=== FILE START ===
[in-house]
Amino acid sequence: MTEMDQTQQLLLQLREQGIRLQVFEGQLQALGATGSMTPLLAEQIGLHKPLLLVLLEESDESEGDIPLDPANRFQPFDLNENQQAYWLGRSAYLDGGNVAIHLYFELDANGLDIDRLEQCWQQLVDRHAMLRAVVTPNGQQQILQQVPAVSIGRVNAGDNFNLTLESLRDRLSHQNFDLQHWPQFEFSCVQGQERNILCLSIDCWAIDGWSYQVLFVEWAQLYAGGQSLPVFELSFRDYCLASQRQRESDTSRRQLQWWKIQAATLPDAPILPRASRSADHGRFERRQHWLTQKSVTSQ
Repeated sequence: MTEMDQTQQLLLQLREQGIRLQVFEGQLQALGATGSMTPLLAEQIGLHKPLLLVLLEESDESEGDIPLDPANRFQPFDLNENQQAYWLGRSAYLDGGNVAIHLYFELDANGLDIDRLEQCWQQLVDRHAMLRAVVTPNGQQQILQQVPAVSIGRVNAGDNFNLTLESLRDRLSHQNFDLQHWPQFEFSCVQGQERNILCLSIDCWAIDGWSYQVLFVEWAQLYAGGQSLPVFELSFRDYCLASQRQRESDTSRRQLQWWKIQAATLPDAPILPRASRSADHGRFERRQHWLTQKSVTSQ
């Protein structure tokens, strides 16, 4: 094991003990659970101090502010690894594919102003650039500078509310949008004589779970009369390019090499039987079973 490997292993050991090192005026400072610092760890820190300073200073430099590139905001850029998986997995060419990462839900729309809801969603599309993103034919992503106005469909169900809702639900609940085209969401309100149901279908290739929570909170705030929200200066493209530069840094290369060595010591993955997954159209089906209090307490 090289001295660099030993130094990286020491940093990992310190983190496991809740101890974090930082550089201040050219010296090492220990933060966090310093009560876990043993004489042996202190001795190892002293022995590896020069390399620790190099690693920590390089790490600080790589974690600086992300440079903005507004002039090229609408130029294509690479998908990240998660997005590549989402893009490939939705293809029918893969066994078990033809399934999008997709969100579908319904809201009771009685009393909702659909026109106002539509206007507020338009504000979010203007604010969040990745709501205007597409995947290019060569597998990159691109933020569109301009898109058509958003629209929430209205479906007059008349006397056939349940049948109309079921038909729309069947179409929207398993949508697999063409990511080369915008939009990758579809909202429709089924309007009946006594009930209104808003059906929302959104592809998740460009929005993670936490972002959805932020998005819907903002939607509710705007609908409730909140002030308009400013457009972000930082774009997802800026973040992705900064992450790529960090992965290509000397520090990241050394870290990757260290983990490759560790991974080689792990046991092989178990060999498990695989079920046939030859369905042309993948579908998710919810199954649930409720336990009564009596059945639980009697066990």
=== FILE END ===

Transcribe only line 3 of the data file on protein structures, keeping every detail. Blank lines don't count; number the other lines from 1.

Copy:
Repeated sequence: MTEMDQTQQLLLQLREQGIRLQVFEGQLQALGATGSMTPLLAEQIGLHKPLLLVLLEESDESEGDIPLDPANRFQPFDLNENQQAYWLGRSAYLDGGNVAIHLYFELDANGLDIDRLEQCWQQLVDRHAMLRAVVTPNGQQQILQQVPAVSIGRVNAGDNFNLTLESLRDRLSHQNFDLQHWPQFEFSCVQGQERNILCLSIDCWAIDGWSYQVLFVEWAQLYAGGQSLPVFELSFRDYCLASQRQRESDTSRRQLQWWKIQAATLPDAPILPRASRSADHGRFERRQHWLTQKSVTSQ